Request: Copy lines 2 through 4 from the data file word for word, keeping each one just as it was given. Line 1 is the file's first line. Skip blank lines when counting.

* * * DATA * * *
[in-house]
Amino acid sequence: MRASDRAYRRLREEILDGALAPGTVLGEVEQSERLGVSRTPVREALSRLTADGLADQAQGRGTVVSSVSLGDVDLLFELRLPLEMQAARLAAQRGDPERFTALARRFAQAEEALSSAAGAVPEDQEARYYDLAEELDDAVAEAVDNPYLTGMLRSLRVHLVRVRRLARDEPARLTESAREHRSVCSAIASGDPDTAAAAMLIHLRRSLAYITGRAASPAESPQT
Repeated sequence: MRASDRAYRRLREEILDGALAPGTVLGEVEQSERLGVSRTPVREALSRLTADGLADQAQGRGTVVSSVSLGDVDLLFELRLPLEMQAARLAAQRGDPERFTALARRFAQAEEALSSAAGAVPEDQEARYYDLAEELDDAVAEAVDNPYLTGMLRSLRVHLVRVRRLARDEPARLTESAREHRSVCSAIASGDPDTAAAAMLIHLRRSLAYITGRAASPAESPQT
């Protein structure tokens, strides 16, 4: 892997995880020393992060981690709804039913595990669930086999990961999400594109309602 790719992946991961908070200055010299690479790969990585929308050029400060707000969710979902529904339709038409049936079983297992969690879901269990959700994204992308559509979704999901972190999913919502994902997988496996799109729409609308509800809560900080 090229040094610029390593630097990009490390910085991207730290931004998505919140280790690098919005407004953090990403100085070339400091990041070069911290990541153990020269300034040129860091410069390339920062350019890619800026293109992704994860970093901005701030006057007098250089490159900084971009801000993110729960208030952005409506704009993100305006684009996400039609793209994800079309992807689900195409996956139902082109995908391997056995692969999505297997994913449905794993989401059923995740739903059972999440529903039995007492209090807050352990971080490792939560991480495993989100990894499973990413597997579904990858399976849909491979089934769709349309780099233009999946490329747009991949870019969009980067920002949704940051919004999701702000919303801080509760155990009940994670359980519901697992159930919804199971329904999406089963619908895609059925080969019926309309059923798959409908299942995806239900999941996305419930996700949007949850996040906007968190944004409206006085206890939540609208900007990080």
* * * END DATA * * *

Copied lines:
Amino acid sequence: MRASDRAYRRLREEILDGALAPGTVLGEVEQSERLGVSRTPVREALSRLTADGLADQAQGRGTVVSSVSLGDVDLLFELRLPLEMQAARLAAQRGDPERFTALARRFAQAEEALSSAAGAVPEDQEARYYDLAEELDDAVAEAVDNPYLTGMLRSLRVHLVRVRRLARDEPARLTESAREHRSVCSAIASGDPDTAAAAMLIHLRRSLAYITGRAASPAESPQT
Repeated sequence: MRASDRAYRRLREEILDGALAPGTVLGEVEQSERLGVSRTPVREALSRLTADGLADQAQGRGTVVSSVSLGDVDLLFELRLPLEMQAARLAAQRGDPERFTALARRFAQAEEALSSAAGAVPEDQEARYYDLAEELDDAVAEAVDNPYLTGMLRSLRVHLVRVRRLARDEPARLTESAREHRSVCSAIASGDPDTAAAAMLIHLRRSLAYITGRAASPAESPQT
């Protein structure tokens, strides 16, 4: 892997995880020393992060981690709804039913595990669930086999990961999400594109309602 790719992946991961908070200055010299690479790969990585929308050029400060707000969710979902529904339709038409049936079983297992969690879901269990959700994204992308559509979704999901972190999913919502994902997988496996799109729409609308509800809560900080 090229040094610029390593630097990009490390910085991207730290931004998505919140280790690098919005407004953090990403100085070339400091990041070069911290990541153990020269300034040129860091410069390339920062350019890619800026293109992704994860970093901005701030006057007098250089490159900084971009801000993110729960208030952005409506704009993100305006684009996400039609793209994800079309992807689900195409996956139902082109995908391997056995692969999505297997994913449905794993989401059923995740739903059972999440529903039995007492209090807050352990971080490792939560991480495993989100990894499973990413597997579904990858399976849909491979089934769709349309780099233009999946490329747009991949870019969009980067920002949704940051919004999701702000919303801080509760155990009940994670359980519901697992159930919804199971329904999406089963619908895609059925080969019926309309059923798959409908299942995806239900999941996305419930996700949007949850996040906007968190944004409206006085206890939540609208900007990080």